Friday, November 6, 2009

Ask the Avimor Bird Guy...hummingbirds in Nampa?

From JoAnn in Boise:

A friend of ours in Nampa put up a hummingbird feeder this last year, but never had a single hummingbird come to it. Are there no hummingbirds in Nampa?

Avimor Bird Guy:

That is really strange. There must be some simple explanation.

First off, I know Nampa has hummingbirds as I grew up there. My in-laws also live there and regularly get Black-chins at their feeders; not as many as I get at my home in the foothills, but they still get a steady flow of them from Spring to Fall.

Let's ask your friend what color his/her feeder is. Hummingbirds are attracted to the color of the feeder spout; the little flower shaped part where the bird sticks in its bill. My wife, with a lot more concern for appearance and taste than I have, gave me a very attractive green glass hummingbird feeder for Father's Day to replace the all-to-conspicuous normal red ones that hummers actually like. It had all kinds of decorative ornaments hanging off of it and was very pretty. I put it up, but never once did I see a hummingbird approach it. I think it was simply the wrong color.

Other things that may impede hummers from coming could be:

* the nectar recipe - it may not be what they want. Check out a simple and proven recipe here.

* proximity to cover and perching place - As a kid I thought hummers spent their entire life flying except when they sat on their nests at night. Wrong! Hummers actually spend 80% of their time perched. I watch them feed for a couple minutes and then fly to my tree and perch on the branches for extended periods. A suitable place to perch nearby might be more inviting to the hummingbird.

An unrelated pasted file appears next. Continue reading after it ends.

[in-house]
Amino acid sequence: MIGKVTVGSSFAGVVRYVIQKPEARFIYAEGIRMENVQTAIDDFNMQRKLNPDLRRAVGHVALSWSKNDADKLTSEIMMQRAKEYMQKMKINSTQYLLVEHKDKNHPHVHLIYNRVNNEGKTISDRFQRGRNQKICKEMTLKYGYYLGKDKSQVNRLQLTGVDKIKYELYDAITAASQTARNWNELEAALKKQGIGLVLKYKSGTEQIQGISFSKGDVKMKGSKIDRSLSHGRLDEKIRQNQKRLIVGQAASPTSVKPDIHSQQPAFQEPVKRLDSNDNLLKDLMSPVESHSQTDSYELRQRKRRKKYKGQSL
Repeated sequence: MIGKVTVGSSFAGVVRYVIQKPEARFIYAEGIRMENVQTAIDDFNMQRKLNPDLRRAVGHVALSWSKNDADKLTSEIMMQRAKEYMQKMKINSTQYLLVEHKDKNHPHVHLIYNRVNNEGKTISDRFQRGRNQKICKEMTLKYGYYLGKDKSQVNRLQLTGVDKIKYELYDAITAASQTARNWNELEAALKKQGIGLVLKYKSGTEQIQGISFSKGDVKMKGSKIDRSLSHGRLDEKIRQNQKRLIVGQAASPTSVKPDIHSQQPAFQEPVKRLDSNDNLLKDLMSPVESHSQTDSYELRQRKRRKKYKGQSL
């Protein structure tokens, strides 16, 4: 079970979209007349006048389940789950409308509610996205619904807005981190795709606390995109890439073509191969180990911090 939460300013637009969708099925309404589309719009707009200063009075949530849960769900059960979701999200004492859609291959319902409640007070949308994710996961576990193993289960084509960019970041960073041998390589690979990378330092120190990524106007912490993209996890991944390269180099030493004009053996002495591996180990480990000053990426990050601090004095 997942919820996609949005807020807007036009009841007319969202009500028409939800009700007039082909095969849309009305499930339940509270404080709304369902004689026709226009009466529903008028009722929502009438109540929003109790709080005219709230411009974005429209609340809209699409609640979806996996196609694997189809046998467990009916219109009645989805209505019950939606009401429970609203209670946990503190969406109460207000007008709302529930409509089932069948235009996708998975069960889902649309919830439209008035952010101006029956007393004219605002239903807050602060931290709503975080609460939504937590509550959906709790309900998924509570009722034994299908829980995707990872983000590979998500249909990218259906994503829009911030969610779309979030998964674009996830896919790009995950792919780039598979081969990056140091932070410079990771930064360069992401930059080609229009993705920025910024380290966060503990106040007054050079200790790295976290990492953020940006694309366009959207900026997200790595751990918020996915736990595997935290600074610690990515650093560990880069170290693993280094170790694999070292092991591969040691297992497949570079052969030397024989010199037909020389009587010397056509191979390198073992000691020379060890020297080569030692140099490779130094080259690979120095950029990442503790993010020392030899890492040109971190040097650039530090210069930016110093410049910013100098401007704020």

* Are there flowers nearby that hummers like? Maybe your friends do actually live in a hummingbird dead-zone where there are not enough food sources for them to even venture into the area. I wonder if there are geographic reasons that make hummers go around that area. I kind of doubt this though. I've read the hummingbirds will often fly over areas from a fairly high altitude and will drop down if they spot a feeding source. Perhaps planting some native columbine or agastache around the yard will create a hummingbird frenzy!

Maybe other readers know why hummingbirds aren't coming to visit your friend...Thoughts?

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